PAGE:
May 3, 2018—A crowd filled up all the available seats at the Politics and Prose bookstore in Washington, D.C. last night, eager to hear Wall Street whistle-blower and renowned author Nomi Prins discuss her latest book. The author, once a Wall Street insider at Goldman Sachs, Bear Stearns, and Lehman Brothers, did not disappoint.
In her new book, entitled Collusion: How Central Bankers Rigged the World, Prins documents her personal investigation of how the bailout of the world’s major bankers by the Federal Reserve, European Central Bank (ECB), and Bank of Japan (BoJ) after the 2008 crash, not only ensured that the super-banks would be the winners, but also have set the world up for a new financial fall, this one from an even great height of speculative bubble than the last.
With humor, down-to-earth analogies, and many personal anecdotes about her own interactions with leading players in the financial game, Prins explained the phenomenon of Quantitative Easing (QE). QE is the way in which the world’s central banks have fed trillions into the world’s super-banks, thus creating a new bubble. The result has been the creation of $15 trillion in QE among the Fed, ECB, and BoJ alone.
None of this money has gone to “Main Street,” she said. This situation is “not going to turn out well,” no matter how careful the central banks are in trying to deflate the bubble gradually with incrementally higher interest rates.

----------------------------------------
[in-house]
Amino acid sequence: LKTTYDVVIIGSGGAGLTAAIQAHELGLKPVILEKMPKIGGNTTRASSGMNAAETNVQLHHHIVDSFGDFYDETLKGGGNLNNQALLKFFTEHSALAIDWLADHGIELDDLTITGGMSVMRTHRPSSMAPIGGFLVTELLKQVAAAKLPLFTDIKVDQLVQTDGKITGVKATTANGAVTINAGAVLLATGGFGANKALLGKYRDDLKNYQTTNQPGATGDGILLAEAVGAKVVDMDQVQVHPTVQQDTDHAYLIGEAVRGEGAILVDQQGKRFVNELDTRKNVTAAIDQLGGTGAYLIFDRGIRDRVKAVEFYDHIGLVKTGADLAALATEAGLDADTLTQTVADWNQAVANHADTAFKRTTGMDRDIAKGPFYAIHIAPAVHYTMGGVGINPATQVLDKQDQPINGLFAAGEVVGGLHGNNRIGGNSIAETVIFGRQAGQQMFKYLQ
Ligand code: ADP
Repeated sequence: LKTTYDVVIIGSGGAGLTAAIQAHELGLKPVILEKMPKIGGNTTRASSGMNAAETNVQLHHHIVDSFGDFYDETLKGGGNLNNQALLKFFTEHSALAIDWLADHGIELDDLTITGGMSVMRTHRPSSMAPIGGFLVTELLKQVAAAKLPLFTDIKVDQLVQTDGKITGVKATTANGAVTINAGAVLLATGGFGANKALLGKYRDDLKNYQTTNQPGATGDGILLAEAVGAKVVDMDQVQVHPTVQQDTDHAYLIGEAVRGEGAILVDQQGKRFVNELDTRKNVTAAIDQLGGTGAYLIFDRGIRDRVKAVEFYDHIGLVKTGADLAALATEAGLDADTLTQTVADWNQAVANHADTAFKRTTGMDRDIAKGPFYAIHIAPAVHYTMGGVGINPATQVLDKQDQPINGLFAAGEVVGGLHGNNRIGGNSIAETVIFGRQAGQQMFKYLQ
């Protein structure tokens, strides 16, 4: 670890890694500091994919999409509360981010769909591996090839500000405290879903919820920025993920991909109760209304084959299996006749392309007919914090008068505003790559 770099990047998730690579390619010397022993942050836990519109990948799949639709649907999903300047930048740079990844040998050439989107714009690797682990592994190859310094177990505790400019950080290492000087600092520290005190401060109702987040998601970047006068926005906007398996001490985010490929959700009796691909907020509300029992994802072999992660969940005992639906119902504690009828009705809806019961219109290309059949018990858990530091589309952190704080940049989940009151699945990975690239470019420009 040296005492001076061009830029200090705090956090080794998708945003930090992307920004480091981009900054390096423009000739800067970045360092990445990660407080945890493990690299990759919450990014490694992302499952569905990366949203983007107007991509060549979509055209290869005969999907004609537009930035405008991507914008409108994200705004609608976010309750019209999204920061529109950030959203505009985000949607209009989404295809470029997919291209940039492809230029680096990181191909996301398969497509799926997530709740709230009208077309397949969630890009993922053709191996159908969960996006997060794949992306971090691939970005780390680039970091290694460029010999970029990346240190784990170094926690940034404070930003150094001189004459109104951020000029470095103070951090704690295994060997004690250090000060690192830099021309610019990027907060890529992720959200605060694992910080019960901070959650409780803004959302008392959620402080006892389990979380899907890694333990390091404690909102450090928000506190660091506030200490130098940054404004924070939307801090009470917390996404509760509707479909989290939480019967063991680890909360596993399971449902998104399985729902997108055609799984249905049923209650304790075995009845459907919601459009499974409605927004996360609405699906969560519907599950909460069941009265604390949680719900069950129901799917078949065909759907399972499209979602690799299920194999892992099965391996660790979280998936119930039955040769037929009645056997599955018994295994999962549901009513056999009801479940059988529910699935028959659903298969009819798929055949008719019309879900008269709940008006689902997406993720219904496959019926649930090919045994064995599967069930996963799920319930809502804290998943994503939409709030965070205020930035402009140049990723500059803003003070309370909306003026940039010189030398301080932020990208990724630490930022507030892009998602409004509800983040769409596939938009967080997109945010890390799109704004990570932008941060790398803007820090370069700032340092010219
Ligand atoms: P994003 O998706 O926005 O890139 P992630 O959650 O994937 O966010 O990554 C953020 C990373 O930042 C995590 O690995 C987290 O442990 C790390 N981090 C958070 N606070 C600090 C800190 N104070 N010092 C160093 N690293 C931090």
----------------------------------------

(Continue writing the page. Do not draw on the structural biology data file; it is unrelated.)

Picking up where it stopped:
The banking system remains unhealthy, she said, and when a crisis of confidence hits, this time it won’t be mortgages, but corporate bonds which explode, since corporate debt has replaced mortgages as the risky securities to be bundled and passed on at higher and higher prices.
Prins briefly touched on what she would recommend as remedies to the current situation, which she said has scared the central bankers. First, some of the $4.5 trillion created by the Fed for QE could be collateralized for the purpose of investment in the real economy—meeting the U.S.’s infrastructure needs, for example. Second, some of the debt could simply be cancelled or restructured. And third, regulations separating speculation from investment in the real economy could be re-enacted, specifically Glass-Steagall protections.
The event concluded with a lively question and answer session, and book-signing.